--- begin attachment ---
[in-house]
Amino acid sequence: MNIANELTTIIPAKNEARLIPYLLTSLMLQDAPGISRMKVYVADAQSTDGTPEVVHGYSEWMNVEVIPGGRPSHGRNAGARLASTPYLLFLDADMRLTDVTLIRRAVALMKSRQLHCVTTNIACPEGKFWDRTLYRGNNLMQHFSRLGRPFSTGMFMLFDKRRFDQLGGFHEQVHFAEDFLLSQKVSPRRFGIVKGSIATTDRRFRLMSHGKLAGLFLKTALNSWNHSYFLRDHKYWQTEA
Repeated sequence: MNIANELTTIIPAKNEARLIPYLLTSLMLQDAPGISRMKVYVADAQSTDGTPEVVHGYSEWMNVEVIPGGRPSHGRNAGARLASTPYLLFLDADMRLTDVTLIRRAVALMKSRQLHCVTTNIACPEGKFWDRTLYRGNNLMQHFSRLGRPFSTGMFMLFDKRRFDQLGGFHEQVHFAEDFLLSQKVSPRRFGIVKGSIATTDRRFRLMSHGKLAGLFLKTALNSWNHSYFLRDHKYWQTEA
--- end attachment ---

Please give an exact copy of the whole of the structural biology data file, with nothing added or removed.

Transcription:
[in-house]
Amino acid sequence: MNIANELTTIIPAKNEARLIPYLLTSLMLQDAPGISRMKVYVADAQSTDGTPEVVHGYSEWMNVEVIPGGRPSHGRNAGARLASTPYLLFLDADMRLTDVTLIRRAVALMKSRQLHCVTTNIACPEGKFWDRTLYRGNNLMQHFSRLGRPFSTGMFMLFDKRRFDQLGGFHEQVHFAEDFLLSQKVSPRRFGIVKGSIATTDRRFRLMSHGKLAGLFLKTALNSWNHSYFLRDHKYWQTEA
Repeated sequence: MNIANELTTIIPAKNEARLIPYLLTSLMLQDAPGISRMKVYVADAQSTDGTPEVVHGYSEWMNVEVIPGGRPSHGRNAGARLASTPYLLFLDADMRLTDVTLIRRAVALMKSRQLHCVTTNIACPEGKFWDRTLYRGNNLMQHFSRLGRPFSTGMFMLFDKRRFDQLGGFHEQVHFAEDFLLSQKVSPRRFGIVKGSIATTDRRFRLMSHGKLAGLFLKTALNSWNHSYFLRDHKYWQTEA